After a mass of polar air swept through the area over the last couple of weeks, setting record lows in Manhattan, warm winds from the south this week ushered in clear skies and much higher temperatures.
For the week of Feb. 17-23, the lowest reading in the state was -28 degrees on Feb. 17 and the highest was 88 on Tuesday, a 116-degree difference. In Manhattan, the city reached a low of -18 degrees on Feb. 16 and a high of 72 on Tuesday.
“The extremes were probably a little bit wider than we typically see, but we are moving into the spring season and that’s what we get quite often, those really big temperature swings,” K-State Climatologist Mary Knapp said. “... Part of the reason is we’ve got a very dry air mass in place and that allows those very large temperature swings to occur. Last night, the (southerly) wind started shifting to the north and now we’re getting a northern blast so that gave us our range.”
Local forecasts predict milder temperatures for the next week, with highs ranging around 50-60 degrees and lows around 25-30 degrees. Knapp said the previous week had 30-degree departures from normal temperatures, but this week is closer to a difference of about 11 degrees.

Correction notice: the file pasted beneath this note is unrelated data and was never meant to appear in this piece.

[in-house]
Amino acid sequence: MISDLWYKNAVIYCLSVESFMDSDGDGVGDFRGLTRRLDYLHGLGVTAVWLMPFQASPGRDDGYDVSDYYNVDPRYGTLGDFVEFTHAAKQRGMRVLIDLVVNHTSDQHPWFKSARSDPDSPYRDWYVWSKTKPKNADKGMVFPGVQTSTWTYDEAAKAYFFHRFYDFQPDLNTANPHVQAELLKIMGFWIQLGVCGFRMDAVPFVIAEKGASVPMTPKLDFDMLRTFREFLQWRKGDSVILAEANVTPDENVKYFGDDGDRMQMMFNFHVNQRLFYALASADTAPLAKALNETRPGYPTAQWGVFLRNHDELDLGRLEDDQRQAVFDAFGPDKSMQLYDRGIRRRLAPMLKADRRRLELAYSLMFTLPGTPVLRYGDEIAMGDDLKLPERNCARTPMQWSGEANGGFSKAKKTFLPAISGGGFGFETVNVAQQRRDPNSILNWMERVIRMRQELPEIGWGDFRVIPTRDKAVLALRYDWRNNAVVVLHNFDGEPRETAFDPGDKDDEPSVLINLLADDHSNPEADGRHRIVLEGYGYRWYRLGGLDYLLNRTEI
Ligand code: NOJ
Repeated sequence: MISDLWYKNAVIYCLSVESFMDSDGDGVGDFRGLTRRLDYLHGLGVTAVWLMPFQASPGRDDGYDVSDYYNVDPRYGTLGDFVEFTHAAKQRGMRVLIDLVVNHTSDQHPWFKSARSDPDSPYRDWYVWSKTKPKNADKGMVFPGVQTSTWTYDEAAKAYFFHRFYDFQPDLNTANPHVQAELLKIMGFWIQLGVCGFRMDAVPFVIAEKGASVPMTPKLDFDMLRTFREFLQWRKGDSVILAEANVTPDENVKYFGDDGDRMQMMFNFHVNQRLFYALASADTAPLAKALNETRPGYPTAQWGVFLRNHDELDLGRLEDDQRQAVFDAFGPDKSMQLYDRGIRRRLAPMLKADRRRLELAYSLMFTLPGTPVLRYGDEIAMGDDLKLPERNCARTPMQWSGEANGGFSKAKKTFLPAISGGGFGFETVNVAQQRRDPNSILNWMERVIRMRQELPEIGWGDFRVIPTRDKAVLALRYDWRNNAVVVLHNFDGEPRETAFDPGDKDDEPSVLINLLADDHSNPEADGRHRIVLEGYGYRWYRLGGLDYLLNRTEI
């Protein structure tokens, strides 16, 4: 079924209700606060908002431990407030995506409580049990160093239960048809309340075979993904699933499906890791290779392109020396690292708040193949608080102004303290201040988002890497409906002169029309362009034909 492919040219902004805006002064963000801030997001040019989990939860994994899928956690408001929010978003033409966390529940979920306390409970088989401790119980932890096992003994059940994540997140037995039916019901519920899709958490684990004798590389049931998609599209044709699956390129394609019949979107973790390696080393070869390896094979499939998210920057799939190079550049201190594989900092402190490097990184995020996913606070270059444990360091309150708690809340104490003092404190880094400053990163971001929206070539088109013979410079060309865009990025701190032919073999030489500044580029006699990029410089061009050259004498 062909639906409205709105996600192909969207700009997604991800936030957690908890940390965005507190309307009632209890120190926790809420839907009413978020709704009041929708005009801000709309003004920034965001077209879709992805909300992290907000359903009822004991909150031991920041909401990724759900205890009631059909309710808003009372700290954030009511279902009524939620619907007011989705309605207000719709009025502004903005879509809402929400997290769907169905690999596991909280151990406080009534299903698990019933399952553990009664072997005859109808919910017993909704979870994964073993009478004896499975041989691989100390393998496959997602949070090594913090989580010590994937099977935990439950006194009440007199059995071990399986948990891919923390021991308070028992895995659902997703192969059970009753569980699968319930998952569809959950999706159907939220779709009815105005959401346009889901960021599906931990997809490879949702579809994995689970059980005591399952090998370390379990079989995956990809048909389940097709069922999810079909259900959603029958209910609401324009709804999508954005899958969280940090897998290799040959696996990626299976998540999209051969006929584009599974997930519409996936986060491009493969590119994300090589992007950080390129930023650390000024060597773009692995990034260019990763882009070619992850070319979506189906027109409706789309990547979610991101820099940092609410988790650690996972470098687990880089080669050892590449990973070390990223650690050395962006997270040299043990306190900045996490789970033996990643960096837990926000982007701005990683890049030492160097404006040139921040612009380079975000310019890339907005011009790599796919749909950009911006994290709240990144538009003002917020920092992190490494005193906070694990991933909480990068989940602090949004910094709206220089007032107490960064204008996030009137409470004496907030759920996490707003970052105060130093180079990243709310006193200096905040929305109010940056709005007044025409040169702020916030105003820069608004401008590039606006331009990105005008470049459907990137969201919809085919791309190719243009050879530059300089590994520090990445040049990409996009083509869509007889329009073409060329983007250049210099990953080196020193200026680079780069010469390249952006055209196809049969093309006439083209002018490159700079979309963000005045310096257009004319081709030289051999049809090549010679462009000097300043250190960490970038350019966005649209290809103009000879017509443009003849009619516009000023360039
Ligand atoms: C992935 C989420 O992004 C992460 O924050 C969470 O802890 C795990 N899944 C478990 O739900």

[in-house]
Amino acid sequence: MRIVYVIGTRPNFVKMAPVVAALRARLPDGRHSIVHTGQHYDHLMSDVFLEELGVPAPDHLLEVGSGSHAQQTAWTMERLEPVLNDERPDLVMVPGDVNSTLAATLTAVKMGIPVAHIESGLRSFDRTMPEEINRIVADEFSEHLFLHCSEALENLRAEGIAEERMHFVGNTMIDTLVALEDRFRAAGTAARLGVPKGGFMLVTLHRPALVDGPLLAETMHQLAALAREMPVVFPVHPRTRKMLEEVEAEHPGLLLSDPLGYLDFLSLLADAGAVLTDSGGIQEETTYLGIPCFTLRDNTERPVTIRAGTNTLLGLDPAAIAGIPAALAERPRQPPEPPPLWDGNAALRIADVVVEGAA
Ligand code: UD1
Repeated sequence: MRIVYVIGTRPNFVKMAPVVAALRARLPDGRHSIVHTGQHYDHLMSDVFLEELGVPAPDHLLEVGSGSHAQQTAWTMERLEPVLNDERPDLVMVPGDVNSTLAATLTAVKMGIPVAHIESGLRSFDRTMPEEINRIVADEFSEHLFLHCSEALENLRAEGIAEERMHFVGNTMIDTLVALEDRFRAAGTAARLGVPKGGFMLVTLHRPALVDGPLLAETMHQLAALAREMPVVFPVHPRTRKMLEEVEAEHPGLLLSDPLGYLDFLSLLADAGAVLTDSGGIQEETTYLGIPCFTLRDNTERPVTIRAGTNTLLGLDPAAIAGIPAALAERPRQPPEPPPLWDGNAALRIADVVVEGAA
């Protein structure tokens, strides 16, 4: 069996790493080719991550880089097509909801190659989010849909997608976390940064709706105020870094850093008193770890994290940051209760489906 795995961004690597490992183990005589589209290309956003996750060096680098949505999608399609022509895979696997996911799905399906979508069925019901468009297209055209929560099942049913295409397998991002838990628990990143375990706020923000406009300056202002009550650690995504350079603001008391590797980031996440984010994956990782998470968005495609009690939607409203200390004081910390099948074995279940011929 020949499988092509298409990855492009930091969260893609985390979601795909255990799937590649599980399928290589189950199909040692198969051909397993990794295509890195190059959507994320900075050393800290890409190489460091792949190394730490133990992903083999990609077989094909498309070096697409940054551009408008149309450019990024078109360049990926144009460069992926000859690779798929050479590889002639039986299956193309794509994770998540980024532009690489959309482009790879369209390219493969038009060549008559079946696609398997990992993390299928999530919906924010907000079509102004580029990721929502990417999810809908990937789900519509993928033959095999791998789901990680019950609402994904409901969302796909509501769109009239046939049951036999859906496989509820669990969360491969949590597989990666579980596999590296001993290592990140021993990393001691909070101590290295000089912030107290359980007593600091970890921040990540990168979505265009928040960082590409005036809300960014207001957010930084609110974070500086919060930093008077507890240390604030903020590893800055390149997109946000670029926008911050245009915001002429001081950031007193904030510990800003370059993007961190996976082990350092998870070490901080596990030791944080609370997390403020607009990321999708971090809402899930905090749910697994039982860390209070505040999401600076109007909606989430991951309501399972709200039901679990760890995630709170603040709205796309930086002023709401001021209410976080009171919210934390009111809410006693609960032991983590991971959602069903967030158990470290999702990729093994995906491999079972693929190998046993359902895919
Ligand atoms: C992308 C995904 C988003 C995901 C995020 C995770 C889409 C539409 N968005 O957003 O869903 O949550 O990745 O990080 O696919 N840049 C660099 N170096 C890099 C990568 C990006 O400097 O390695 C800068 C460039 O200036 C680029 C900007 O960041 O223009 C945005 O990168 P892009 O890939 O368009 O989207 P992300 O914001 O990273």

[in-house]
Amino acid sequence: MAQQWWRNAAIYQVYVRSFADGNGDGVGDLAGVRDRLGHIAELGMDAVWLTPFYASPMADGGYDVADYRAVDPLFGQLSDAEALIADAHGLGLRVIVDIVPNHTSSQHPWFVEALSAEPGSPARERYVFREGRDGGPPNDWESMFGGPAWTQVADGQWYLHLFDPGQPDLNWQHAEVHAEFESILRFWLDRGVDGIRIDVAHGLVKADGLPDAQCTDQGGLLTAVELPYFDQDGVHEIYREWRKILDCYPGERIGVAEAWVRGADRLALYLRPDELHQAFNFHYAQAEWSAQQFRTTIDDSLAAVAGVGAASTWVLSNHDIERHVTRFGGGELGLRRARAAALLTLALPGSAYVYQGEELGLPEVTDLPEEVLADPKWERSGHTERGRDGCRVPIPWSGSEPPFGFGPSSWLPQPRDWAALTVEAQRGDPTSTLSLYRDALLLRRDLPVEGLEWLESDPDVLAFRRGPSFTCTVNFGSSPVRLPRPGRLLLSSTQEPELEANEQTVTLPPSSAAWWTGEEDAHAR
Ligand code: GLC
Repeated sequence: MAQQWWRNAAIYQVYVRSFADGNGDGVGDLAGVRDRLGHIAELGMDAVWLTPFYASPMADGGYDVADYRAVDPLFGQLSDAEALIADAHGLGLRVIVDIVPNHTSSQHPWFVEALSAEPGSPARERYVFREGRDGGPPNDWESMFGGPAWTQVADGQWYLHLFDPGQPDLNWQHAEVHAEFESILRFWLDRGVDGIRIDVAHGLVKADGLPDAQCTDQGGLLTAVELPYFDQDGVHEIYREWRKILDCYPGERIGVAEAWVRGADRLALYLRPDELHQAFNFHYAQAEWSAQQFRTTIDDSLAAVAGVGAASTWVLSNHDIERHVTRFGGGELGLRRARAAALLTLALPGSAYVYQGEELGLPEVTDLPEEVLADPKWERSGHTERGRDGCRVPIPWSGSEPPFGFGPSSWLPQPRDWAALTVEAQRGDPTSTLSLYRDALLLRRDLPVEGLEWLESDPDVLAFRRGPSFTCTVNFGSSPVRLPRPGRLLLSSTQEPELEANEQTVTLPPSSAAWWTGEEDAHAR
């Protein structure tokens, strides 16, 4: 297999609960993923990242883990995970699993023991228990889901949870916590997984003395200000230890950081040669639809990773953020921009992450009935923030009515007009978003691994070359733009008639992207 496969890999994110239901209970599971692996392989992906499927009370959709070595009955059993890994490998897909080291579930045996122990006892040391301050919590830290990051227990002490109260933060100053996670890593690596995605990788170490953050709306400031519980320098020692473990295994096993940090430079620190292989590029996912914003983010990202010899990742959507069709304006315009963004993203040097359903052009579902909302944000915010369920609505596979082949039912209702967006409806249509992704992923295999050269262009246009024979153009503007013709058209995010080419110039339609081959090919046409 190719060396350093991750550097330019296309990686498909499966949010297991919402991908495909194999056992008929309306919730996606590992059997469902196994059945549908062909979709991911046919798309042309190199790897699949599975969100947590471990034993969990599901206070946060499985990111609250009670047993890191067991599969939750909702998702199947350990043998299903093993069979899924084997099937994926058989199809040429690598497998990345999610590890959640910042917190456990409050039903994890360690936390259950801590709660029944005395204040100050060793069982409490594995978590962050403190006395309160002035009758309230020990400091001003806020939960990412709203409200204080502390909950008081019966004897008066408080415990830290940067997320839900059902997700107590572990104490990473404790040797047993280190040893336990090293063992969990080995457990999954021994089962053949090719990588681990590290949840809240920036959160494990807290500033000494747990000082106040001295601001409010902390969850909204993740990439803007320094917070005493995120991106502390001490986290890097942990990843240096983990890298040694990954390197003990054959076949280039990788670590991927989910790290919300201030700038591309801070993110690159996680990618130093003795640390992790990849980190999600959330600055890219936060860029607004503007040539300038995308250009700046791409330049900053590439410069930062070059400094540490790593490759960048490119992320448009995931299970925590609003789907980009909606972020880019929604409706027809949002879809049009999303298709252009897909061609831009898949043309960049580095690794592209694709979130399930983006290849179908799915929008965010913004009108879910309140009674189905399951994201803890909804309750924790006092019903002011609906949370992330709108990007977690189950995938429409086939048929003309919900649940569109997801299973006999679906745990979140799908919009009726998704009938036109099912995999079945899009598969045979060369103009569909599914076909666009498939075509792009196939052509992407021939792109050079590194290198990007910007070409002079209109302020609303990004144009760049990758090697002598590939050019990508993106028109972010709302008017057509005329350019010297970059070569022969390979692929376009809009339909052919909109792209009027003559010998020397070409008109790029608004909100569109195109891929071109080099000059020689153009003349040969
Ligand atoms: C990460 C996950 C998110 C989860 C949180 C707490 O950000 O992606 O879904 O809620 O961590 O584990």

“(Tuesday) was warmer than normal but overall for February, looking at the 24th, the high on the 23rd was 72 and our low was 31 (Wednesday morning),” she said. “That’s warmer than normal by about 25 degrees for the average temperature for the day. Even with that, our average for the month of February is 19.4 degrees and the normal would be 33.3 degrees.”
Knapp said the area may see more precipitation in the beginning of March, rather than the drier pattern it has been getting.
“That carries out through March 9 although the area of wetness pulls back a little bit,” Knapp said. “We’re on the western edge of the chances for above normal precipitation.”
She said Manhattan would typically expect to see 5/100ths of an inch of precipitation a day at the beginning of March, but by the end of the month, that amount would double to about 10/100ths of an inch a day.
Knapp said people should double check their emergency preparedness plans to ensure they’re up-to-date and things like shelters would still be accessible while minding COVID safety.